At 6:00 in the evening, all the workers lined up to receive their pay. The late-coming laborers hired on only an hour before went first, and to everyone’s delight, they received one denarius – a full day’s wage – the wage agreed upon by the earliest laborers. The others standing in line must have thought the landowner was paying one denarius per hour, and that they would receive much more than their original agreement. But such was not the case: everyone received one denarius, from the earliest laborer all the way to the last: one denarius each.
Imagine this: in a stunning overnight breakthrough, negotiators on both sides of the Hollywood writers’ strike reach an agreement, and everyone goes back to work. How do they do it? With a blanket rule that everyone in the industry makes one level salary – from the writers, to the stars on the silver screen, to the stuffed suits in the executive suites of the studios. No doubt, the guy who tears your ticket in half before you head up the escalator at the Regal will be happy, but the talent will grumble and the productions will suffer. Or try this: the news out of Detroit tomorrow morning is that the Big Three automakers have solved their labor disputes with the UAW, thus ending the strike before it gets out of hand. How do they do it? Again, by applying a new industry-wide standard that will govern compensation for all employees. Everyone gets paid exactly the same: from the highest executives to the newest hires, from those who work hard to those who hardly work. Merit and performance will be of no consequence. Bonuses will be divided equally. Do you think it will work? Do you think the brightest and the best will sign on to work in such vineyards? I don’t think so.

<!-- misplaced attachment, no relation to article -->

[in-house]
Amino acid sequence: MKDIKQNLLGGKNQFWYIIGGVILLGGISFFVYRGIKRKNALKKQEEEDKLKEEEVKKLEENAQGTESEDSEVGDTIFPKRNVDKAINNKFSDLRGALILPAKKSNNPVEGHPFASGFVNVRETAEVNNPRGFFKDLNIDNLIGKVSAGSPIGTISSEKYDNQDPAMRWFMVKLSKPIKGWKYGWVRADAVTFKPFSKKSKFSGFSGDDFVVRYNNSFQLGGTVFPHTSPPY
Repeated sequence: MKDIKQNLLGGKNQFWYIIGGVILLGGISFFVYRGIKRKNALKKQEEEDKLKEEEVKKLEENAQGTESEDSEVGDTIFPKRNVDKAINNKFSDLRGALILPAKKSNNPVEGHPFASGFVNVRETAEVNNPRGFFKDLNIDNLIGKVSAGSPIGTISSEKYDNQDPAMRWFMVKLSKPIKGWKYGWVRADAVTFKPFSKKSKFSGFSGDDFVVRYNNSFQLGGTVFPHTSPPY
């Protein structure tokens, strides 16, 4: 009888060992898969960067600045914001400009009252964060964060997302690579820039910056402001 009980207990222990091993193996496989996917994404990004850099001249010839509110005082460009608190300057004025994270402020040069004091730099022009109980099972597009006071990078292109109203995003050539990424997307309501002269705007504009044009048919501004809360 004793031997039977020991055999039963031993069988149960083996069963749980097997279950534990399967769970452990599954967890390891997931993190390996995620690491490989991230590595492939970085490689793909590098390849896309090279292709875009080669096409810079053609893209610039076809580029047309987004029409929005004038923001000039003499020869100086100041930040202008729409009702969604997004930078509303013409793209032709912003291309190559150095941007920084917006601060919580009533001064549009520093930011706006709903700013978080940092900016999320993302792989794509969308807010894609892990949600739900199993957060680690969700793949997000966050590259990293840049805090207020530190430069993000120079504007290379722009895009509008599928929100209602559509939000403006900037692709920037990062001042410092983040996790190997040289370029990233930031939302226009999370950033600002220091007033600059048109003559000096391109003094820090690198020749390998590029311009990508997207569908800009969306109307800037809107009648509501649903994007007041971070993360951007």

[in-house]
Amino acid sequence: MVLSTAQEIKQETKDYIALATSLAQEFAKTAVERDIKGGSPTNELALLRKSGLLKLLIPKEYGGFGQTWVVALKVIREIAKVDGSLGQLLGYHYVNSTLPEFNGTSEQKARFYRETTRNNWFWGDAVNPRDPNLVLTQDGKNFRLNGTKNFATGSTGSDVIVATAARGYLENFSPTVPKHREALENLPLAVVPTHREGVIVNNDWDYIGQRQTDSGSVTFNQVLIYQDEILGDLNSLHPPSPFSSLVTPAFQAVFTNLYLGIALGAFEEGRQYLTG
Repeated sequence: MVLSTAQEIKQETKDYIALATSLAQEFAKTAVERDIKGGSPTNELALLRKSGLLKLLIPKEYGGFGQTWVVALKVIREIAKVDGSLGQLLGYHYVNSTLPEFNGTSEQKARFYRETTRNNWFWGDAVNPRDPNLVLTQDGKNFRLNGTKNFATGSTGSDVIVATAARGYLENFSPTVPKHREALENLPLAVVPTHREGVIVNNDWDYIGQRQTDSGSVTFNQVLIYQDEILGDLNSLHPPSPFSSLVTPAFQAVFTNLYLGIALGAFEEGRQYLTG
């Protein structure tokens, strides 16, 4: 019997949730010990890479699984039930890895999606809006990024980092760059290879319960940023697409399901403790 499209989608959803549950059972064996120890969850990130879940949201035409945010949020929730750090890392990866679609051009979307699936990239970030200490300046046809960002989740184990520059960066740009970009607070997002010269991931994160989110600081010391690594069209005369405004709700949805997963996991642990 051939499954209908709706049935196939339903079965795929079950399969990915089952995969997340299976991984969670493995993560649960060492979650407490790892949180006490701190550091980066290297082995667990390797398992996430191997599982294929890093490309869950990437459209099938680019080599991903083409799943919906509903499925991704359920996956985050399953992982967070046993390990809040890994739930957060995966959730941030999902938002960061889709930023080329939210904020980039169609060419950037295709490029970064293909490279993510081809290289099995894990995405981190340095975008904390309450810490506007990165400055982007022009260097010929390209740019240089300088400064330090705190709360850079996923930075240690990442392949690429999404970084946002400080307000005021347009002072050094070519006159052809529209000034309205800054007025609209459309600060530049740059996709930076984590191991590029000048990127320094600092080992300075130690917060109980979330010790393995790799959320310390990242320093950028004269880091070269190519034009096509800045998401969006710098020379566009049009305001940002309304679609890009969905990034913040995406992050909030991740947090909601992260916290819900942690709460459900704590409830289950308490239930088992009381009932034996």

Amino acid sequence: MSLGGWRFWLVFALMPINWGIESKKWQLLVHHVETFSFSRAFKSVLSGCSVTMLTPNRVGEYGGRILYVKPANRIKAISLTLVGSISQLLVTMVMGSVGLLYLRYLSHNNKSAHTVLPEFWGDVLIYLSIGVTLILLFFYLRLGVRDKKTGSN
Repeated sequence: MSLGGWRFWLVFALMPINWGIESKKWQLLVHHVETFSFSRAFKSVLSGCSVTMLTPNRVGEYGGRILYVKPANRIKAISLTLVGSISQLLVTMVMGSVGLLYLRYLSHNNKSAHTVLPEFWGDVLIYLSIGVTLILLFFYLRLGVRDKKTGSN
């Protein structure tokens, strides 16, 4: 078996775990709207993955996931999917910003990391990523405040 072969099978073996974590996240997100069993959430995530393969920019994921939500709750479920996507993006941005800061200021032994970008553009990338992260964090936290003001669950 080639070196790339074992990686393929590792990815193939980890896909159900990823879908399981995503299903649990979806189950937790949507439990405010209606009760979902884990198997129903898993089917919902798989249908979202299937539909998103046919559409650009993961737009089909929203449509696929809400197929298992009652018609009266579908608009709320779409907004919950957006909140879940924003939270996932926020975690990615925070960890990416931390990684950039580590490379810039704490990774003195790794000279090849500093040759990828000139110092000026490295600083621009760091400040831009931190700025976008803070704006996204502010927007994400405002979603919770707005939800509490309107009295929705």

It won’t work in Hollywood. It won’t work in Detroit. And it won’t work in the vineyard, either. The late-comers certainly won’t complain. But the early workers grumble to the landowner: “These last worked only one hour, and you have made them equal to us who have borne the burden of the day and the scorching heat.” How dare you make them equal to us! How dare you lump us in the same category as these late-coming loafers! In no way should these last be called worthy. On what criteria is the landowner basing his judgments? What are the standards or worth? Perhaps it is perceived need. The landowner senses that all workers need a full day’s wage whether or not they have earned it, so he gives it to them. Perhaps the standard is effort: the late-comers worked really hard, so they deserve a full day’s wage, regardless of how much they harvested. Or perhaps the standard is based on productivity. The early workers were inefficient. That’s why the landowner had to hire workers throughout the day, and in their short time in the field the late-comers picked just as many, if not more grapes.